Focusing Tip

Started Oct 5, 2005 | Discussions thread
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nickrego
Regular MemberPosts: 490
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Focusing Tip
Oct 5, 2005

Don’t trust your EAR’s !

Just because you hear the “OK, I’m focused” beep, don’t believe it. Always concentrate on visually checking how focused the shot is before you take the picture.

Many of you may say, Dahl, your supposed to do that. To that I respond, not necessarily…I am not talking about grossly out of focus shots, I am talking about the difference between an OK, can be fixed in Post Processing shot, and a great strait out of the camera shot.

For users who have just moved up from a Point and Shoot where you don’t have Through The Lens viewing, you’re used to seeing a focused picture all the time, and only concentrate on composure. Worrying about subtle focus problems is new.

For someone like me, who graduated up from a 300D that does an outstanding job of focusing on whatever I put the focus point on, I also got in the habit of concentrating on composure and not worrying about focus. Yes, I got lazy, but a well functioning / trustworthy piece of equipment will do that to you.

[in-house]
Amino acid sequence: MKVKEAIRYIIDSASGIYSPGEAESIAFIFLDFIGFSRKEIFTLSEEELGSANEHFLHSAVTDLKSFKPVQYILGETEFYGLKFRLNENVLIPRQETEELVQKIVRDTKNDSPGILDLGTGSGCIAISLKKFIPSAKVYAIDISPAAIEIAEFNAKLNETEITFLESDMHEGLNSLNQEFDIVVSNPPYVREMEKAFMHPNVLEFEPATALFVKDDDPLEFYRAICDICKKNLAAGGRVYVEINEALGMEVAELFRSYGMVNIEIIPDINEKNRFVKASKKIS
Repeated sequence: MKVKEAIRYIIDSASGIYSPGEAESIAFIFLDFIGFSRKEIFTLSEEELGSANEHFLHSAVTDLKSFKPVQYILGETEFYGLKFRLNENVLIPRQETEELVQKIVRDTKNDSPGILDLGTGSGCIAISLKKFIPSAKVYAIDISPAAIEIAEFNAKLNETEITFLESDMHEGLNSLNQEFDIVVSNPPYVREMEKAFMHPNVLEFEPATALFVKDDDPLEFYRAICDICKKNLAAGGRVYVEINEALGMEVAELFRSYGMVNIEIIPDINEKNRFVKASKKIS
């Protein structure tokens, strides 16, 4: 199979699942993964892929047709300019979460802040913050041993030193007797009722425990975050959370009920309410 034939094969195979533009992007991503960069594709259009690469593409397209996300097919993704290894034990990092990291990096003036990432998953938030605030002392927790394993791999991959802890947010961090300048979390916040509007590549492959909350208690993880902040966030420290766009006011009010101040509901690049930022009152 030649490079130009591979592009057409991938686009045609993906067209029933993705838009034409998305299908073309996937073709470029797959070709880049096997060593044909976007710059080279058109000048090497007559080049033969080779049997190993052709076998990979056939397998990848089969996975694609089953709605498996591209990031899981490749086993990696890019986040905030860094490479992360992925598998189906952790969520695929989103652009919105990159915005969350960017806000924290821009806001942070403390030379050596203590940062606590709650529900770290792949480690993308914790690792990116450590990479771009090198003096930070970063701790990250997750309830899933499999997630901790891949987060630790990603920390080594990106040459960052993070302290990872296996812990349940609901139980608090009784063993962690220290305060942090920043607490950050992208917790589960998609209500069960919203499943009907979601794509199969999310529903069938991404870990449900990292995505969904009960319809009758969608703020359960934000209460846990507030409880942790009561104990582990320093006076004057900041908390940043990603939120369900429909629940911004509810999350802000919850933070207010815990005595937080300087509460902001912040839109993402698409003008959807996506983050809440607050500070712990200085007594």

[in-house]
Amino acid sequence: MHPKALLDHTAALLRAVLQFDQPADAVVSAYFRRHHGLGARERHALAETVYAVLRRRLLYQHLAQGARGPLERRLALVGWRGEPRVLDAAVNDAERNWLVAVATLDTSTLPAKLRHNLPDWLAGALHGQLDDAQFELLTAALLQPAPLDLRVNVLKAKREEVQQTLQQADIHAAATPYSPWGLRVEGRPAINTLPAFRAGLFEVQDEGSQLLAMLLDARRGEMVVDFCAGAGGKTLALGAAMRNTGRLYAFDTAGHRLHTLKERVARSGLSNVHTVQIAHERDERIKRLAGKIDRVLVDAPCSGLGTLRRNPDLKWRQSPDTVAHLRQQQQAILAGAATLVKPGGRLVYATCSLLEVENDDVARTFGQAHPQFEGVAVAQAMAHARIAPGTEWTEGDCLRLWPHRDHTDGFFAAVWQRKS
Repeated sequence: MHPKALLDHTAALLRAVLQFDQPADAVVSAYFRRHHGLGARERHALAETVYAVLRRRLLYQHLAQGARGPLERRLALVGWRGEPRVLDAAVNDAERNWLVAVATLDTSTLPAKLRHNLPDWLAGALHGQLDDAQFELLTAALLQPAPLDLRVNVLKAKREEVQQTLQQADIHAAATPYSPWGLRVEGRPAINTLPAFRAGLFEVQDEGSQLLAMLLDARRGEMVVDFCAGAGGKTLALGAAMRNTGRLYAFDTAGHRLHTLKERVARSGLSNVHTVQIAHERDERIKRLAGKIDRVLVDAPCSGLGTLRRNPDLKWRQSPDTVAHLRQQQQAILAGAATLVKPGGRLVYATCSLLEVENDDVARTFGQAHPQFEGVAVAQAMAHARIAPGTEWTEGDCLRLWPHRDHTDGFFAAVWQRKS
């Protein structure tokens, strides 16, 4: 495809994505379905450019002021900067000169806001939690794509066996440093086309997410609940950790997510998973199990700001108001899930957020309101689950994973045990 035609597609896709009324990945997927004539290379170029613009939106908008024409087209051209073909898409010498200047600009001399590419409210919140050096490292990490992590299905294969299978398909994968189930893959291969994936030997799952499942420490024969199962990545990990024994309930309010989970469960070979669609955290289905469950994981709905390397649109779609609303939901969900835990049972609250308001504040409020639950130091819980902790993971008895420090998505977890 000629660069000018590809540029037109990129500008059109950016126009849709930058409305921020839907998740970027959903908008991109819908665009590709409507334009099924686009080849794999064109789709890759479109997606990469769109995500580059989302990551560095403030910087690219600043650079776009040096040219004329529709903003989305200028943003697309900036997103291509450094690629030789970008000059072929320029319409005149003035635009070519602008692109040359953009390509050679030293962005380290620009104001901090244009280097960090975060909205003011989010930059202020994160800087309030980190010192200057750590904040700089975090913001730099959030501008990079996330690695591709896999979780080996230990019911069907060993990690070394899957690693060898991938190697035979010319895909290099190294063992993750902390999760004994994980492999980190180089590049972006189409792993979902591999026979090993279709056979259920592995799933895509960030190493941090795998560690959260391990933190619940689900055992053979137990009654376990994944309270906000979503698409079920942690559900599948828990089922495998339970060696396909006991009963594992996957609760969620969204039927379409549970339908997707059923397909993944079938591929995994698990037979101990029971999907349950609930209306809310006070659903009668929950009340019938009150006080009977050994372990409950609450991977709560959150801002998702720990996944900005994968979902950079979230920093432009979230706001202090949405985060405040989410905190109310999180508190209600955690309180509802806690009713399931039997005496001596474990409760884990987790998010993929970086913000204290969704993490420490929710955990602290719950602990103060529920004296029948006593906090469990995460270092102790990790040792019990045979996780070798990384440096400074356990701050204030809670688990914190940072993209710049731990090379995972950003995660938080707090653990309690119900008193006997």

With my 20D, even if the feature I want to focus on is larger than the focus point, that is no guarantee that the camera is going to choose that spot to focus on. At first, I thought the camera just couldn’t focus. After learning that the focus sensors are much larger than the focus points we see, I have learned to once again look for how well the shot is focused. The camera can focus, it just doesn’t always know what you want it to focus on (sheesh).

If you look close, you can see subtle “Out of Focus” conditions. I simply reacquire focus until the shot is “In Focus”. This little adjustment has increased my usable shots to about 98%. Although it’s a little frustrating to have to attempt focus several times (sometimes), it’s better than not getting a sharp picture.

This works for all types of pictures, including sports in AI Servo. In AI Servo, I set the camera to Center Point, acquire / reacquire focus until sharp, then let the camera take over until I’m ready to take the shot.

I hope this helps. After reading hundreds of posts where the user was being BLASTED for not knowing how to focus, and the poster not saying how you should focus, I though I would share what I have learned.

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Nick Rego
Manteca, CA USA
http://www.reegphoto.com
(equipment listed in profile)

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